Olympus retains listing but shares fall again
Japan's scandal-hit camera maker Olympus has retained its listing on the Tokyo Stock Exchange but has seen its shares fall sharply again.
It filed five years' worth of reports on Wednesday, just three hours before a deadline set by the Tokyo exchange.
However, Olympus's stock fell 20.8% on Thursday as investors worried that the company may be running short of cash.
Olympus president, Shuichi Takayama, said it would consider tie-ups with other firms to strengthen its finances.
"Capital adequacy ratio is a big problem, and we are considering how we can overcome it," he said in a press conference on Thursday.
"We are considering various options, including a capital tie-ups and operational or sales tie-ups," he added.
In November, the camera and medical equipment manufacturer admitted that it had been hiding losses of $1.5bn (£968m) over the last two decades.
And in its latest accounts for the six months to the end of September the company declared a loss of 32.3bn yen ($414m; £267m).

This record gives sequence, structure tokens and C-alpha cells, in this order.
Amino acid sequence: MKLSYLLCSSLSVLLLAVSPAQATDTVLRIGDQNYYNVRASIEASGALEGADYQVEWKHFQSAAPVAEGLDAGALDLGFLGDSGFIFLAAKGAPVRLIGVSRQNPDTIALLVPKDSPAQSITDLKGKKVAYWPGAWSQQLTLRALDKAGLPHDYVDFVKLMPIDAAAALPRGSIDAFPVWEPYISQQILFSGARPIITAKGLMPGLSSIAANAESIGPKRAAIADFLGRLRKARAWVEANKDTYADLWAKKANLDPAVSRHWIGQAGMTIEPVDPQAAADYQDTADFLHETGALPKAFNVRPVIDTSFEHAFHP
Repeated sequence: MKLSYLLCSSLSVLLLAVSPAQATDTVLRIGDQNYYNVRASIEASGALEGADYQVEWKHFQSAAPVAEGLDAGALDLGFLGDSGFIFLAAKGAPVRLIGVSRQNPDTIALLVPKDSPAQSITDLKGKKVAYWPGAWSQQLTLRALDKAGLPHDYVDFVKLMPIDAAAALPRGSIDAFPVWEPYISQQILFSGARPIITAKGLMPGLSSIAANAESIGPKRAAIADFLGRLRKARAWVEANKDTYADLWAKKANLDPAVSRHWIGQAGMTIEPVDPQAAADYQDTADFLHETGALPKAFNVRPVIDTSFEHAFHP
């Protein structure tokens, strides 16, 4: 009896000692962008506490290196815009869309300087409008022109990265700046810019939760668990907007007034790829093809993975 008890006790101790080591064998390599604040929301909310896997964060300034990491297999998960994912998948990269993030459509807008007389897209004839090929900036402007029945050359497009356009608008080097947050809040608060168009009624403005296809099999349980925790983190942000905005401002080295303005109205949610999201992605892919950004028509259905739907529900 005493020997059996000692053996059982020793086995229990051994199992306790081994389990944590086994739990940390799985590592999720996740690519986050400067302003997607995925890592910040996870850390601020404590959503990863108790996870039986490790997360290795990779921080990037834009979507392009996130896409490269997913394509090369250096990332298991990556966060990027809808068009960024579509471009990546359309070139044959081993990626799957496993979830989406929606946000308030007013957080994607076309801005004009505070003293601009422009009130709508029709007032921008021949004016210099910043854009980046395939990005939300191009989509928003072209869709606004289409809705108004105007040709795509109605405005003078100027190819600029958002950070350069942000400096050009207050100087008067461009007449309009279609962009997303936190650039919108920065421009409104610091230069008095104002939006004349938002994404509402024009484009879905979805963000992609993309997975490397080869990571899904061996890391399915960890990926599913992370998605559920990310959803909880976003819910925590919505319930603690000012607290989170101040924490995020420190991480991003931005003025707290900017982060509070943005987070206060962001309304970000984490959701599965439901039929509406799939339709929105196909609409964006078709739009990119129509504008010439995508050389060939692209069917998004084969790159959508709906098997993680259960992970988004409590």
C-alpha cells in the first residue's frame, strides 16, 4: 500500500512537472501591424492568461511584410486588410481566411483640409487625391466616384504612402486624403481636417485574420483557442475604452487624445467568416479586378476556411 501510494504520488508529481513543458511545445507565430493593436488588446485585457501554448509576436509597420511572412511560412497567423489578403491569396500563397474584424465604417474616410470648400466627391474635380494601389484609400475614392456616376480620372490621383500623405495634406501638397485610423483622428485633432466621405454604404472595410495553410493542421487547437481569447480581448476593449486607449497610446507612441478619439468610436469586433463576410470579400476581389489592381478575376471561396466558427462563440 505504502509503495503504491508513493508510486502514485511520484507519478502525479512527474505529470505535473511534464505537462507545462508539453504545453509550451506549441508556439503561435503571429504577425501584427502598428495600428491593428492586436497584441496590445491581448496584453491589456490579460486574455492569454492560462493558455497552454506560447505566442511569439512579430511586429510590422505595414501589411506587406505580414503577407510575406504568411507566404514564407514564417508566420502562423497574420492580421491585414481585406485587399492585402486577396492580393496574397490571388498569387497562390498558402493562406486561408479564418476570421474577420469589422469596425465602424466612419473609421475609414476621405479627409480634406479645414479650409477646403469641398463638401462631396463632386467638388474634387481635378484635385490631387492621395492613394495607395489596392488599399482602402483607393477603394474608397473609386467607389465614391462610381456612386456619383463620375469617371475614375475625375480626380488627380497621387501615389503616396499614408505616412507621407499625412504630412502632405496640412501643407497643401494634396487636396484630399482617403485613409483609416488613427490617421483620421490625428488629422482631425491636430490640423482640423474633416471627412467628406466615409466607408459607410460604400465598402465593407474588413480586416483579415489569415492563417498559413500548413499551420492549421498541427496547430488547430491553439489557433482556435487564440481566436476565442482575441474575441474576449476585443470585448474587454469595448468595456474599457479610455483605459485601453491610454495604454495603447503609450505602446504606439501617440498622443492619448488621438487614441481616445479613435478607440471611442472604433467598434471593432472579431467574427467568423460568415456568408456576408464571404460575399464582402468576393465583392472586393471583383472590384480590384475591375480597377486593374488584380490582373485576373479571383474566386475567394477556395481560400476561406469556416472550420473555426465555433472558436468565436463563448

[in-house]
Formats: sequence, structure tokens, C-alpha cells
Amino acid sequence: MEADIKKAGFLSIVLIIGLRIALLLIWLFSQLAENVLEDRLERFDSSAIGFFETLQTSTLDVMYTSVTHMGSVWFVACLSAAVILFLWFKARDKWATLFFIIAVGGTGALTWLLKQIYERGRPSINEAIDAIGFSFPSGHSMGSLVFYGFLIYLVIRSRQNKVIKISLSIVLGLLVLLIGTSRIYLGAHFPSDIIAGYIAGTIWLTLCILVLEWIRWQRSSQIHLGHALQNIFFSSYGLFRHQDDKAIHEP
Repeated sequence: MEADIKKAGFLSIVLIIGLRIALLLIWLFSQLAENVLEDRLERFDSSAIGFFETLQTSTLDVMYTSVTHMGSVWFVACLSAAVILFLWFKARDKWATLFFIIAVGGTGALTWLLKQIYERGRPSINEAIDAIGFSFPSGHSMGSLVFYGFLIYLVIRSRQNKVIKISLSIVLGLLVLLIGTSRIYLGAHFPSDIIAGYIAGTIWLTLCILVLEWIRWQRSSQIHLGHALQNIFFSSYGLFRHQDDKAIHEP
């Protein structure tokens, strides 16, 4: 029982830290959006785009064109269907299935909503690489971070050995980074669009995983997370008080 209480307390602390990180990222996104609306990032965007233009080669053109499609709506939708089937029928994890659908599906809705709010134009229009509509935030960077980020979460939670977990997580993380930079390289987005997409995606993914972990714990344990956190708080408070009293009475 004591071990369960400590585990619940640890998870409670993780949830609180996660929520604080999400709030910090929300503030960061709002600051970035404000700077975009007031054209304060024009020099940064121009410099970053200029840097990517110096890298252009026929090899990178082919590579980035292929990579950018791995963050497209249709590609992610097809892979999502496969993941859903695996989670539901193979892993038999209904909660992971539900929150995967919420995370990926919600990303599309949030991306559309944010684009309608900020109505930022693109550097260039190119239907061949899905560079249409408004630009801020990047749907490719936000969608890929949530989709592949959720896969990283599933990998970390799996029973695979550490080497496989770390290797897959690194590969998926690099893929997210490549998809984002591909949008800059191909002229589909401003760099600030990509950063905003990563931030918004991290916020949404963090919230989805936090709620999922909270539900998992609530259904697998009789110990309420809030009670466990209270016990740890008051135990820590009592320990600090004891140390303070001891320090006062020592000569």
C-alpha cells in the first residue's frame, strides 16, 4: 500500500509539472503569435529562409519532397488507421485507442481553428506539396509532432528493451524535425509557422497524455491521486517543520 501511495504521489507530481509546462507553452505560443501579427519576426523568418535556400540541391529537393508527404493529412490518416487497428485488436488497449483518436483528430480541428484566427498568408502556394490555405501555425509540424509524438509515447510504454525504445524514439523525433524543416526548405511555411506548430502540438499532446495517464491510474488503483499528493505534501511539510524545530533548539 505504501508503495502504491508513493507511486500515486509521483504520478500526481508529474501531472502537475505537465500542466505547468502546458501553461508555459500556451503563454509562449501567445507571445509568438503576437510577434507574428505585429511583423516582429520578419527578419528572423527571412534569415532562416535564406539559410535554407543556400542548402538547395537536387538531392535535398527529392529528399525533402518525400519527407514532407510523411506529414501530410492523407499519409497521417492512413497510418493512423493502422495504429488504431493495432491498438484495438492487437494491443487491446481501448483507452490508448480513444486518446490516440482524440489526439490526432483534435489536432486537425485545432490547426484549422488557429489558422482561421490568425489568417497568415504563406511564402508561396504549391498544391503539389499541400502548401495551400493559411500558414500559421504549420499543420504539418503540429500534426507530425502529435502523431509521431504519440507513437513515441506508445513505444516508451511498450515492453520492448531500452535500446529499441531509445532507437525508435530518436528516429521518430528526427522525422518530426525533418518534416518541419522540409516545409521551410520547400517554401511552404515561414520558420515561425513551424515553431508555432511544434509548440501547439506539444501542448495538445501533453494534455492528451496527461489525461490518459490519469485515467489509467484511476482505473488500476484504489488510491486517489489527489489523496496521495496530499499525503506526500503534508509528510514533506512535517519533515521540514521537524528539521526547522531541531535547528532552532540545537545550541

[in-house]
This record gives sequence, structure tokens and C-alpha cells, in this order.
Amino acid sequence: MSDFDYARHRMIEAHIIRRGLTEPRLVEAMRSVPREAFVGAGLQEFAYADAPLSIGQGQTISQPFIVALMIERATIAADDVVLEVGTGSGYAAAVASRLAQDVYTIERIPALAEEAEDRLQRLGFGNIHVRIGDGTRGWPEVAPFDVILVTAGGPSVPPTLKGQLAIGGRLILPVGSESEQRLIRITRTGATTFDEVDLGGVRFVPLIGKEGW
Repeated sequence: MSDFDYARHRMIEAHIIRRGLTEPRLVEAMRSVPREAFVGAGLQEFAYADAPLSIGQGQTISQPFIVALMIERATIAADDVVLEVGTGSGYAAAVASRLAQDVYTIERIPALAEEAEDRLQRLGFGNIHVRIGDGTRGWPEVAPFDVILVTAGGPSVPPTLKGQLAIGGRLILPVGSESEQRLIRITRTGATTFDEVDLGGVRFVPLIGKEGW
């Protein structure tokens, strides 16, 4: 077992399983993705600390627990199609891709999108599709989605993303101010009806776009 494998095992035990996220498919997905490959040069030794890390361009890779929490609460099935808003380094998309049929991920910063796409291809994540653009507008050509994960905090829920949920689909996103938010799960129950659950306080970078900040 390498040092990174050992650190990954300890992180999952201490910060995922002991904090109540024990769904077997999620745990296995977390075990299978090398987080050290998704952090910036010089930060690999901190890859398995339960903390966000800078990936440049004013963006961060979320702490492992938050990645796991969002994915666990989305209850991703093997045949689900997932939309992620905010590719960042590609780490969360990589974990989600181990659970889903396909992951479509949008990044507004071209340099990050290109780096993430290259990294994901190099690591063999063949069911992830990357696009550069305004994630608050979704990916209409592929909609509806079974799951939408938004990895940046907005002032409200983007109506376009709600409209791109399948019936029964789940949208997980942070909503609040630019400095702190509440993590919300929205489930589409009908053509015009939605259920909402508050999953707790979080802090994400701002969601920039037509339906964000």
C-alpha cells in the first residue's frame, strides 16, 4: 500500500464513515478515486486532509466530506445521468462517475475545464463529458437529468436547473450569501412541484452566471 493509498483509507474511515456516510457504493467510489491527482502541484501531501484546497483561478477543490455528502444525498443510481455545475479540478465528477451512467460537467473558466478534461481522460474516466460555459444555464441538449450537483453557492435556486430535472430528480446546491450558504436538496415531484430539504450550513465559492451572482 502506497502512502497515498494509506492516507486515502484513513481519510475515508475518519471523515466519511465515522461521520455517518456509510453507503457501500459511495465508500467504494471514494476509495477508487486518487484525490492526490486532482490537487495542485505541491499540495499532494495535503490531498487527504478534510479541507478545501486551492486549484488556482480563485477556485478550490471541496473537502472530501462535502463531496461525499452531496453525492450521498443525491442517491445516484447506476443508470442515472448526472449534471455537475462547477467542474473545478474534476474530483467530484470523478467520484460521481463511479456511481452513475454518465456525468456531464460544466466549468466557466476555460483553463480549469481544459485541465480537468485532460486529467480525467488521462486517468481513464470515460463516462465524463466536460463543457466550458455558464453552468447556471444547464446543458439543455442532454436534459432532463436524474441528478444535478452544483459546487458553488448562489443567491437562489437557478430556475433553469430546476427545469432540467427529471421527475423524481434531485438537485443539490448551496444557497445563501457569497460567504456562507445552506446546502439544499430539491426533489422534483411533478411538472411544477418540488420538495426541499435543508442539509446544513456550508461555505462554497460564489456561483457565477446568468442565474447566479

Mr Takayama blamed the latest losses on the economic downturn and Thai flooding.
In its revised accounts the firm admitted that its net assets were valued at just 46bn yen, down from a re-stated 225bn yen in March 2007.
The firm's embattled president also said he would consider re-hiring former chief executive Michael Woodford.
Mr Takayama was on the board which voted unanimously to fire Mr Woodford after he questioned the firm's original accounts.
"On what will happen to Mr Woodford, it is certain that he is among the options," said Mr Takayama.
However, Mr Woodford, who has called for the board to resign before choosing a successor, said he opposed tie-ups with other firms.
"I am very fearful of the current management working with parties to look for strategic alliances, which would mean in the end the loss of our independence," he said.
Mr Woodward has since returned to Japan to seek his re-appointment to the firm which fired him for raising questions about fees paid in the purchase of British medical equipment maker Gyrus Group in 2008.
The fees for financial advice and acquisitions were designed to keep losses off the company's books.
The Tokyo exchange may still de-list Olympus if it feels the firm's actions were sufficiently serious.
The ensuing investigations have caused Olympus shares to fall and forced its chairman Tsuyoshi Kikukawa to step down.
It remains unclear how much of the board will eventually resign.
Mr Takayama has said that he and fellow directors will make way for a new board to be elected by shareholders at a meeting in March or April.
However, he said not all members may need to go and has refused to speculate over his own position.
"There is no need for those who are not found responsible (of wrongdoing) to resign," he said.
No one has yet been charged in the scandal.